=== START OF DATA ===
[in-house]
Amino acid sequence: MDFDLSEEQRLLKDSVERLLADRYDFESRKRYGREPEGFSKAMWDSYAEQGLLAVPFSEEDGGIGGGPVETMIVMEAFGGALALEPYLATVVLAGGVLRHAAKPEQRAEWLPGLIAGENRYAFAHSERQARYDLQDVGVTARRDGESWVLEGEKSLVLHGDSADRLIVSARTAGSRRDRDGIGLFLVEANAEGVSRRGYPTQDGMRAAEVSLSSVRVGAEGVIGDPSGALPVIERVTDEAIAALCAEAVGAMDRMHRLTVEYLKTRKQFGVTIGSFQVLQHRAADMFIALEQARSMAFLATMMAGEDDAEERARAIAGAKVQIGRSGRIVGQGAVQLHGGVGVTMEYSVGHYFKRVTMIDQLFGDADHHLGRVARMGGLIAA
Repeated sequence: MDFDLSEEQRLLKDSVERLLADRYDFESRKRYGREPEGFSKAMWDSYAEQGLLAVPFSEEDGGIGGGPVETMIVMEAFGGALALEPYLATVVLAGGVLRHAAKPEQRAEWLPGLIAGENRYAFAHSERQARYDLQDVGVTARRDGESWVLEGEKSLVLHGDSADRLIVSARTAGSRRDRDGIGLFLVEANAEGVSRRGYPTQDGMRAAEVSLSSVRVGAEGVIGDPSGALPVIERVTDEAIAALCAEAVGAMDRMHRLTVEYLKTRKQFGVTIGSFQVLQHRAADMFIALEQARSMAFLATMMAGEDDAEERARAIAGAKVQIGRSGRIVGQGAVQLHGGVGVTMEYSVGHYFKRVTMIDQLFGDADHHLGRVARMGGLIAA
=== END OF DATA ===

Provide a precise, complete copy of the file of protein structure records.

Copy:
[in-house]
Amino acid sequence: MDFDLSEEQRLLKDSVERLLADRYDFESRKRYGREPEGFSKAMWDSYAEQGLLAVPFSEEDGGIGGGPVETMIVMEAFGGALALEPYLATVVLAGGVLRHAAKPEQRAEWLPGLIAGENRYAFAHSERQARYDLQDVGVTARRDGESWVLEGEKSLVLHGDSADRLIVSARTAGSRRDRDGIGLFLVEANAEGVSRRGYPTQDGMRAAEVSLSSVRVGAEGVIGDPSGALPVIERVTDEAIAALCAEAVGAMDRMHRLTVEYLKTRKQFGVTIGSFQVLQHRAADMFIALEQARSMAFLATMMAGEDDAEERARAIAGAKVQIGRSGRIVGQGAVQLHGGVGVTMEYSVGHYFKRVTMIDQLFGDADHHLGRVARMGGLIAA
Repeated sequence: MDFDLSEEQRLLKDSVERLLADRYDFESRKRYGREPEGFSKAMWDSYAEQGLLAVPFSEEDGGIGGGPVETMIVMEAFGGALALEPYLATVVLAGGVLRHAAKPEQRAEWLPGLIAGENRYAFAHSERQARYDLQDVGVTARRDGESWVLEGEKSLVLHGDSADRLIVSARTAGSRRDRDGIGLFLVEANAEGVSRRGYPTQDGMRAAEVSLSSVRVGAEGVIGDPSGALPVIERVTDEAIAALCAEAVGAMDRMHRLTVEYLKTRKQFGVTIGSFQVLQHRAADMFIALEQARSMAFLATMMAGEDDAEERARAIAGAKVQIGRSGRIVGQGAVQLHGGVGVTMEYSVGHYFKRVTMIDQLFGDADHHLGRVARMGGLIAA